It is a holiday in Korea. Tomorrow is the Lunar New Year, so I made a holiday food, Romanian Cozanac. There are many different recipes for Cozanac, but this is the one that I have. I have eaten many different versions of cozanac that different Romanian ladies made. Sometimes it has fruit in it, but my recipe only calls for nuts and cocoa. Romanians are some of the best cooks in the world. It is hard to find something they eat in Romania that doesn’t taste good unless you start thinking about people who put lard on their bread like butter, but this is completely different from that. When the Romanian ladies cook, they are meticulous, and they go the extra mile, and it pays off. Their cozanac is delicious. It took me all day to make, but I know my family will really enjoy it. The last time I made cozanac, some Korean students were visiting, and they began telling me I needed to open a business selling it, but I am not a professional baker, just a lady who cooks a lot at home. This is what I did.
I began with a sauce pan. I heated a cup of milk, 3/4 cup of sugar, and 3/4 cup of butter together until the sugar and butter were both melted, then I turned it off.
Next, I broke three eggs into a bowl and mixed them up. I graded one table spoon of orange peel. I added the one tablespoon of orange peel to the eggs. I added a teaspoon of vanilla to the eggs, and I mixed it all up. After that, I added everything that was in the bowl to the mixture in the sauce pan, and I mixed it up.
Next, I got out a big mixing bowl. I put two cups of flour and two packages of yeast in the mixing bowl and mixed them together. By this time, what was in the sauce pan was cooled, but not completely cool. It needed to still be warm because the yeast will need it to be warm, but not hot so it will raise. I added the contents of the sauce pan to the flour and yeast mixture and mixed it around for a while with a wire whip to make sure everything was mixed in.
I kneaded the dough for a while making sure that everything was mixed in well.
Next, I added three more cups of flour to the mixing bowl and kneaded it until I had a nice dough. I took the dough and put it in a warm place in the my kitchen that wouldn’t be disturbed. I covered it with a clean dish towel. I left it to rise until it was double in bulk.
I cleaned my kitchen and took a break. This recipe takes so much that when you have to wait for the dough to raise, you really need a break.
I put 3/4 cup of sugar and a cup of milk in a sauce pan. I mixed them around and began heating them.
I put a cup of milk and 3/4 cup sugar in a sauce pan and let it boil. I turned it down and just kept cooking it and stirring it. After a bit, I put 2 cups of walnuts in the sugar and milk mixture and just kept cooking it. I was letting it thicken. After a big, I continued cooking and added 1/4 cup of cocoa and 1/2 teaspoon of vanilla. I mixed it in and just kept cooking. I let it simmer stirring it off and on, and finally I decided it had probably cooked long enough, and then I took it off the fire.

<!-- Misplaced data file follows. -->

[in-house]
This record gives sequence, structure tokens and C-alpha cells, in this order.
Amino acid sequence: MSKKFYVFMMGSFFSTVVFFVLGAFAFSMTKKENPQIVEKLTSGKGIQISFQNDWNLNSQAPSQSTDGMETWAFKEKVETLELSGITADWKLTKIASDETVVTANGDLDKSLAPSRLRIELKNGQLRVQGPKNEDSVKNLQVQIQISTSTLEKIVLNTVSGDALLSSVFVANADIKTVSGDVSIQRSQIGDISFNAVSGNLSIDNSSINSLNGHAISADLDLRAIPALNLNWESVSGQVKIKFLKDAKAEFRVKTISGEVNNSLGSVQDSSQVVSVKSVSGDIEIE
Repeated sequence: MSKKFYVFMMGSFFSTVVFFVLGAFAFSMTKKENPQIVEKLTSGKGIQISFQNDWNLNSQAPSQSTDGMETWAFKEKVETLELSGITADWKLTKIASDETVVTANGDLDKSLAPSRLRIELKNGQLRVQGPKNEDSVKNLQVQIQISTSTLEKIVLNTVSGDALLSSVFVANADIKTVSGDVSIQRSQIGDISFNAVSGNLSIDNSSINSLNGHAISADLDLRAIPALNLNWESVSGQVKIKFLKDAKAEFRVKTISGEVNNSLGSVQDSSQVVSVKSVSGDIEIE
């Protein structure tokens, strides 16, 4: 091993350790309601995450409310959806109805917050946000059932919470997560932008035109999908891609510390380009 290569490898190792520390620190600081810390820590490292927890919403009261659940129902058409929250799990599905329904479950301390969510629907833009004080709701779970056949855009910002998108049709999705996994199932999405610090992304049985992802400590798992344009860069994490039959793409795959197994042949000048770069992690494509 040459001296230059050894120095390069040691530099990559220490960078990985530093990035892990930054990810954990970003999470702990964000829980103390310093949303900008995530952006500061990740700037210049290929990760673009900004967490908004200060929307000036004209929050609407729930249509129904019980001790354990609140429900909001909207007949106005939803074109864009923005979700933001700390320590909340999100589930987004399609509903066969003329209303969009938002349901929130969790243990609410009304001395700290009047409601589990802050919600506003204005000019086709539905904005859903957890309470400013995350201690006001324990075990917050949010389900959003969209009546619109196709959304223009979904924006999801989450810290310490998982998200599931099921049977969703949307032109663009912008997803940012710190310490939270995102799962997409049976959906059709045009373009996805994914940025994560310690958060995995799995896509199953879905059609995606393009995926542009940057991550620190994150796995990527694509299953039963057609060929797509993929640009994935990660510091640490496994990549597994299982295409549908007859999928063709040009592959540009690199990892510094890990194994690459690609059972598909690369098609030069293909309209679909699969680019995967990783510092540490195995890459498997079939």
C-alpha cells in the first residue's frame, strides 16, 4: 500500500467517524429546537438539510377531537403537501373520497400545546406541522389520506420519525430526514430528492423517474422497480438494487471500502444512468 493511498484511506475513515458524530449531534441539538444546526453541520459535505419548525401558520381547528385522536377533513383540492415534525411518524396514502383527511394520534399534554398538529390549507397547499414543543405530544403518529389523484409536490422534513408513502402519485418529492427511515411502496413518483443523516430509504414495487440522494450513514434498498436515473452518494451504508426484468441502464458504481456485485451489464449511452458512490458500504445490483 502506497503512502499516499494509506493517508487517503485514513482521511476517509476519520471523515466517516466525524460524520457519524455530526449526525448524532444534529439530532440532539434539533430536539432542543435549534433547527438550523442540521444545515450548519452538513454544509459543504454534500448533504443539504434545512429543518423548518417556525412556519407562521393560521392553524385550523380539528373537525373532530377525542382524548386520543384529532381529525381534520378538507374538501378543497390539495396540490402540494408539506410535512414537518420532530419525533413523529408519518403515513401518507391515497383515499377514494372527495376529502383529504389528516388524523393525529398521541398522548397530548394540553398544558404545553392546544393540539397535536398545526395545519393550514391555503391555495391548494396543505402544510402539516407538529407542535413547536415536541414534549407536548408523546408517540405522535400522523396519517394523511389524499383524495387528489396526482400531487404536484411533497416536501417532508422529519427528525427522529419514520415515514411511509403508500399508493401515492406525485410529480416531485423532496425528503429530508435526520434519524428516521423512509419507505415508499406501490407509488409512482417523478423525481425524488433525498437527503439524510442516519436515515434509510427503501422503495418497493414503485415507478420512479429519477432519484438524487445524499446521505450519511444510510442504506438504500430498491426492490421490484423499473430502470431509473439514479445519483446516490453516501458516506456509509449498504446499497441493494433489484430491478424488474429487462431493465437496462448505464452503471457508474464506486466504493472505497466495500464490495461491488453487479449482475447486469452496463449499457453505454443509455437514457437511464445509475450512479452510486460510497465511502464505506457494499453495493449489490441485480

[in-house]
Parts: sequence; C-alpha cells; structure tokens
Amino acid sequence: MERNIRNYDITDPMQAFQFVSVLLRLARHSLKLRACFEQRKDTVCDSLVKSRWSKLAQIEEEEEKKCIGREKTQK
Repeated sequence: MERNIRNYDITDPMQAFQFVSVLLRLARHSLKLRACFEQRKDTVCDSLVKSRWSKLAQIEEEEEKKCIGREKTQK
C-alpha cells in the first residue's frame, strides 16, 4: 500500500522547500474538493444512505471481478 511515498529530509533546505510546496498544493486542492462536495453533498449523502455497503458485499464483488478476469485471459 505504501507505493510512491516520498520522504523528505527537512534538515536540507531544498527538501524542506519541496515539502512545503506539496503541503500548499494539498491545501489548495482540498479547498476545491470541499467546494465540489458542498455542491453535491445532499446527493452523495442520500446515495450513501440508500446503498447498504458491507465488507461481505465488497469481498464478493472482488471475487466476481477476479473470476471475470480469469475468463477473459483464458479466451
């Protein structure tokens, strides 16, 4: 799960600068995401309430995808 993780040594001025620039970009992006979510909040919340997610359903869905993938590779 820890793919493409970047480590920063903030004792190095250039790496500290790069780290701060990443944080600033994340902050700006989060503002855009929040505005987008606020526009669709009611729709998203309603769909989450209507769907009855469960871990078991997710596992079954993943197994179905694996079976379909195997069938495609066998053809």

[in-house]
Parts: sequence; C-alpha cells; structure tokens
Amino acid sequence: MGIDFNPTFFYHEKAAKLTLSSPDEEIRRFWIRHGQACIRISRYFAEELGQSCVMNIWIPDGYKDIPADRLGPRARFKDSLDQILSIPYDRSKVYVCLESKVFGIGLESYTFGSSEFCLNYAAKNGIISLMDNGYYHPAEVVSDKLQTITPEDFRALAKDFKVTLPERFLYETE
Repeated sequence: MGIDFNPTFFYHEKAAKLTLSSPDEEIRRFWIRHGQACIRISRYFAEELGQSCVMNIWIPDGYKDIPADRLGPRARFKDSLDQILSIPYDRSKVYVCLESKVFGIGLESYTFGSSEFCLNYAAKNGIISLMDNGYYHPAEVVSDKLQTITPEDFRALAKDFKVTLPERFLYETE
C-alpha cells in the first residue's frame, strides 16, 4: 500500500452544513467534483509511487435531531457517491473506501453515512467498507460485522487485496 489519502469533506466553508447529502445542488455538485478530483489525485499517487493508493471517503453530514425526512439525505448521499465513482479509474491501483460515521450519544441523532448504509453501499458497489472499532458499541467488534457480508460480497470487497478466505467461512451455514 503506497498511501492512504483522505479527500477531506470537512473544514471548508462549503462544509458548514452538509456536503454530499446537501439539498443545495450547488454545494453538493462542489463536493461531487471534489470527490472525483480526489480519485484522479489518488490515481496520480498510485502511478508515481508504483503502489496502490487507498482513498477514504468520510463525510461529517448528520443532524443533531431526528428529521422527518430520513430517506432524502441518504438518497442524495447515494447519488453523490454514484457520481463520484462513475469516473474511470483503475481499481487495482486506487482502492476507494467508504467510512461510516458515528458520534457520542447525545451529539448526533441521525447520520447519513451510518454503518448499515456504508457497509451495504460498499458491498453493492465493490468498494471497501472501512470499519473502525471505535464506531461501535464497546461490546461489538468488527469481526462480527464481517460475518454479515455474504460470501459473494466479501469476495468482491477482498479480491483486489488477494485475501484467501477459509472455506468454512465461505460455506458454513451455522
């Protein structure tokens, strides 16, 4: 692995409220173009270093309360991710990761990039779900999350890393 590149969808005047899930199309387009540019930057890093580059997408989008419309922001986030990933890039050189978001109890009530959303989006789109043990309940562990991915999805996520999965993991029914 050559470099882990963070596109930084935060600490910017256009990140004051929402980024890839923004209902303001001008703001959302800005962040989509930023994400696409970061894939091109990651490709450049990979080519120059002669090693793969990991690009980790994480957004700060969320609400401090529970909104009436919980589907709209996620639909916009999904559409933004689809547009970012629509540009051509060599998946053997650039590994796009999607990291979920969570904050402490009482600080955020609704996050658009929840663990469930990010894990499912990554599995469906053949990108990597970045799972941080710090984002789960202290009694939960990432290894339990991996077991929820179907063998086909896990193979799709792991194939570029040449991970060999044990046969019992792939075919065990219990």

I covered my cabinet with tin foil, and then I oiled the tin foil. I also oiled the outside of a glass to use to roll the dough out. (We are doing this the Romanian way, not the American way.) I separated a piece of dough from the rest of it. I actually ended up separated my dough into 5 pieces. I wanted to try braiding with 5 pieces because some German lady missionaries and a Hungarian/Romanian lady invited me to make bread with them one day, and they had me braiding my bread with 5 strands. I haven’t braided my bread for a long time, but I decided that since my recipe called to make rolls like you do when you make cinnamon rolls and then to brain them together, I decided to try the braid with 5 pieces again.
I did a really messy job of braiding five pieces. Maybe I was just too tired to have the patience to do it right, but I ended up with one long messy braid.
I rolled each 5 pieces of bread out, then spread the nut and chocolate mixture from the sauce pan over each one, and then I rolled them up. I made 5 long rolls. When I began braiding, I think I forgot the exact way they told me to braid because I didn’t like the way my braid turned out. Braiding with three pieces would have worked. That is what I did the last time I made cozanac.
I had one long piece of braided dough, and then I cut it in half and put it in two different bread pans. At this point, I was pretty tired, so I decided to cover it and sit down and rest a few minutes.
After I bit, I came back. I broke an egg into a bowl. I don’t have a pastry brush, so I used a paper towel, and I brushed the top of the bread with the egg. I turned the oven on the lowest temperature I could put it on. I put the two loaves in the oven to rise. It is supposed to rise until it comes just to the top of the pans.
When it rose the appropriate amount, I turned my oven to 375 and cooked it for about 10 minutes. After 10 minutes, I took it out of the oven and covered it with tin foil and put it back in the oven. If I hadn’t it would have burned. After I put tin foil on the top of it, I baked it for 35 more minutes.
After 35 minutes, I took it out of the oven and melted butter all over the top of it. I took it out of the pans and put it on plates to cool. My daughter and I broke pieces off and tried it, and as I knew it would be, it is delicious!